I am totally new to biology and I have a very stupid question. In the typical representation of meiosis, haploid cells contain two different chromosomes, resulting from the crossing-over process. But diploid cells have two homologous copies of each chromosome, usually one from the mother and one from the father. So, since there are two identical copies of the same chromosome for each parent, it means that each haploid cell brought only one out of two chromosomes into the zygote. My question is: how is this chromosome selected? Is it a combination of the chromosomes contained into the haploid cell? Is it one of the original two, while the other one is discarded in the fertilisation process?

I'm sorry if my question is not clear. Thanks.

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    $\begingroup$ Have you looked at Meiosis II, the second part of the process? $\endgroup$
    – Bryan Krause
    Jul 14 '20 at 15:08
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    $\begingroup$ I am not sure about where is your confusion. Do you understand that homologous chromosomes are represented as having same size in the image? So the chromosomes in doughter niclei II are definitely not homologous? $\endgroup$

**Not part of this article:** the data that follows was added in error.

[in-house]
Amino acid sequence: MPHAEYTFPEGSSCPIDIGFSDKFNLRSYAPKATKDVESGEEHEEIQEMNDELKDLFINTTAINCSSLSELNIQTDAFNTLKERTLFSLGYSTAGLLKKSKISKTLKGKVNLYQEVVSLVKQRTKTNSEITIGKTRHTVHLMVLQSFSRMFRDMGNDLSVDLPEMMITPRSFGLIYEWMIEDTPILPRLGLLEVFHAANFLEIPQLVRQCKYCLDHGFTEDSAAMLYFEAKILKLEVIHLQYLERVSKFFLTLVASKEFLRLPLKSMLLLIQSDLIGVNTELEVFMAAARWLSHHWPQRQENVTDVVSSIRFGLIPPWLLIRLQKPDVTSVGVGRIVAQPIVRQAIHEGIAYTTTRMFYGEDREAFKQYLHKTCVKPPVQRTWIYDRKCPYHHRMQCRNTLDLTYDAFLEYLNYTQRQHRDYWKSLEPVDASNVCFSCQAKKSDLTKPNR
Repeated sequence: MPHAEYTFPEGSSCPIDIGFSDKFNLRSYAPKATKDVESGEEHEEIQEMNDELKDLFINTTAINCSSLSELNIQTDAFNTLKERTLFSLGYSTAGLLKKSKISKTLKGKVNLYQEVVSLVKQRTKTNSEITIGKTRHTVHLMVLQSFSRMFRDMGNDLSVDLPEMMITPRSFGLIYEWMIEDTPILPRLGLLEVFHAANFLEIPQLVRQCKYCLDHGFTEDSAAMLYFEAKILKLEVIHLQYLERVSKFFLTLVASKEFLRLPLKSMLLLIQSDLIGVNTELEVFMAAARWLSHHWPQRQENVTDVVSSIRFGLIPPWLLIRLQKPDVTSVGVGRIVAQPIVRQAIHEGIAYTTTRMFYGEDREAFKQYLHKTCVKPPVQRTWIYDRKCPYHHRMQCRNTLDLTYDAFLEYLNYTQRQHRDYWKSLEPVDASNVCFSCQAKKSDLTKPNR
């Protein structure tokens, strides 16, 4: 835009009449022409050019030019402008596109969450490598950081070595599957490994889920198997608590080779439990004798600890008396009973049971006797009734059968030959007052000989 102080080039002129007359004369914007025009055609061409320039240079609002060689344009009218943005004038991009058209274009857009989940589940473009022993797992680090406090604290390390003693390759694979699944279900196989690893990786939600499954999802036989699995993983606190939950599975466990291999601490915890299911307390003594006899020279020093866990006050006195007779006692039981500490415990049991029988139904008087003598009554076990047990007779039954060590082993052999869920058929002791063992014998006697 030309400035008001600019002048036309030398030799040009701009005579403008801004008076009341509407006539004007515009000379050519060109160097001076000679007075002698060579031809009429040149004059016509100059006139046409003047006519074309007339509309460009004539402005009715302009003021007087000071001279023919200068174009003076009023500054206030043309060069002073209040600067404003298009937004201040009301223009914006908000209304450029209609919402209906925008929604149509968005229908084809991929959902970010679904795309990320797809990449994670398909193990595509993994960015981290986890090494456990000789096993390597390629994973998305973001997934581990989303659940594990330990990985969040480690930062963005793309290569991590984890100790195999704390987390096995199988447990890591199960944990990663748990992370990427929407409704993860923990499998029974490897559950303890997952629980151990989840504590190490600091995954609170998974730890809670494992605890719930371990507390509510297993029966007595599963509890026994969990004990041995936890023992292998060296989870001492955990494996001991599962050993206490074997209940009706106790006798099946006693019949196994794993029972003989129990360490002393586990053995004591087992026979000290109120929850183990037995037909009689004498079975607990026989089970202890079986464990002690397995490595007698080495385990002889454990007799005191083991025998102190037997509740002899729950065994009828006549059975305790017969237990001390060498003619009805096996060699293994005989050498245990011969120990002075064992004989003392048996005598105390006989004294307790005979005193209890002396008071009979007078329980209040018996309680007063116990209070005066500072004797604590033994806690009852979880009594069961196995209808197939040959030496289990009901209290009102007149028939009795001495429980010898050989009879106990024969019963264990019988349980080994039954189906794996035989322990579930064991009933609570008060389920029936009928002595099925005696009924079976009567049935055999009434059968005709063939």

– BagiM
    Jul 14 '20 at 16:28
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    $\begingroup$ Thank you guys. I think that my confusion about this representation arises from me thinking that the two same-color chromosomes in the first diploid cell were identical. I hadn't noticed the difference in size. So let us take the first haploid cell from above. The longer chromosome will be the homologous chromosome of the same-size one coming from the other gamete? (The same for the short one) $\endgroup$
    – Luigi
    Jul 14 '20 at 19:08
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    $\begingroup$ @Luigi Yes, I think that they usually include more than one non-homologous chromosome in the models to remind us that most (all?) organisms that do meiosis have >1 chromosome in their genome (e.g. humans have 23 chrs in the haploid state). So it's always super important to sort out homologous vs. non-homologous chromosomes before you do anything. $\endgroup$ Jul 14 '20 at 19:40
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    $\begingroup$ @Luigi Since you were also confused about the colors: The same colored chromosomes represent chromosomes coming from the same parent. So for example red chromosomes came originally from mother and gray from father. Thay do this to show that after crossover there are "mixed" chromosomes - patchwork from both parents. $\endgroup$
    – BagiM
    Jul 15 '20 at 4:24

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